Cody Satterwhite, an ultra-effective relief pitcher during a stint in Sioux City back in 2013, has the type of resume worth following now that he has returned from a stint in Japan and has signed a Triple-A contract with the Baltimore Orioles.

The 6-foot-4, 235-pound righthander will turn 30 later this month, which should be prime time for a strikeout oriented pitcher who has been hovering near the major leagues for the last two seasons.

Satterwhite rose steadily in the New York Mets farm system after they purchased his contract out of the American Association in late June of the ’13 season, capped by relieving 57 times at Triple-A Las Vegas in 2015 (2-0, 2 saves, 4.38 and 71 strikeouts in 72 innings).  Then he declared free agency, signed with the Los Angeles Angels and trimmed his earned run average by more than two and a half runs every nine innings (1.80) at Salt Lake City early last season which gave the onetime University of Mississippi hurler the Japanese opportunity the second half of the season.  He had a 2.57 ERA in 20 bullpen outings with the Hanshin Tigers, and obviously impressed the Orioles.

Although on the Norfolk roster, he seems likely to get some looks from the parent Orioles in spring training just as he did for the Mets and Angels, making his time in Sioux City (2-1, 1 save, 0.98) highly rewarded.

Broussard Moves to Reds

Geoff Broussard, whose career included the entire 2014 season in Sioux City (8-1, 2 saves, 3.26), also has joined a new organization.  With time on his side since he is only 26, he will attempt to bounce back from a season where his earned run average climbed to 6.50 while dividing time between the Los Angeles Angels’ top two minor league teams while wearing a Double-A uniform in the Cincinnati system.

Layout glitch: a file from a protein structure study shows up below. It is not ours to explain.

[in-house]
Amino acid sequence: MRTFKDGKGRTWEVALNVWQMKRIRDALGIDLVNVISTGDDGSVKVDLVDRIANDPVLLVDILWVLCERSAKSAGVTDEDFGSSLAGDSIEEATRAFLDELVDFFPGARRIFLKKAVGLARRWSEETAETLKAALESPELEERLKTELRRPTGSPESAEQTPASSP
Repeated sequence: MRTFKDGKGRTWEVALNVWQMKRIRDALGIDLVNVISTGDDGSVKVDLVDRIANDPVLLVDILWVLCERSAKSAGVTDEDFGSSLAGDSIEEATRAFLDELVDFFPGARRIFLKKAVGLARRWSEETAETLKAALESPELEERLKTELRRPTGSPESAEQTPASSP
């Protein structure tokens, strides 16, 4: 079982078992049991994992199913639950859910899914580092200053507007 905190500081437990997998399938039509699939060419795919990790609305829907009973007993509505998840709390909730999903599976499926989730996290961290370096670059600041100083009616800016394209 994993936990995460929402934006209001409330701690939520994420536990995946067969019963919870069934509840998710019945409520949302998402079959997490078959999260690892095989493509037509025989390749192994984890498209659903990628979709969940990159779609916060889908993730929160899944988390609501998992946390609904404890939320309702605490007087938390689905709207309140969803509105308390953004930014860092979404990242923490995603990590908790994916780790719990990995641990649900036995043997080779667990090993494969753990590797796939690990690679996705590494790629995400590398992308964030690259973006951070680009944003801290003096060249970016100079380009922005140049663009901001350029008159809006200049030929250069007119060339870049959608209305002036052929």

Fastball Praise

Drew Muren is only a month or so away from starting his second season in the Arizona Diamondbacks farm system and his second year since converting from centerfield to the pitcher’s mound.  The 28-year-old  does not know whether this is the year his powerful arm (96-98 mph) allows him to debut in the major leagues, but he makes no doubt how he feels about three years ago when he was in Gary and Sioux Falls and two years ago in Fargo-Moorhead.

“Yeah, my time spent in Indy ball was fantastic,” he told USA Today during a recent interview. “It’s an interesting business and the fact that Indy ball teams can survive by paying these contracts themselves, which are much much larger than salaries in MiLB (the affiliated minors), makes you really question how MLB has set up paying MiLB (players).  I’ve played in many affiliated leagues and attendance in all them has been roughly the same, so how players aren’t getting paid from those teams…is a bit odd.  But that’s a total different argument for a completely different day.

“Indy ball was a blast. You always hear when you’re in affiliated ball that these guys that get released go play Indy ball and rave about it.  Well, they were right…the relationship between the front office and players was way better than (in) affiliated.”

Previously the chief spokesman for Baseball Commissioners Bowie Kuhn and Peter Ueberroth, Bob Wirz has been writing extensively about Independent Baseball since 2003.  He is a frequent contributor to this site, has a blog,, and his book, “The Passion of Baseball”, was introduced in October.


Related Posts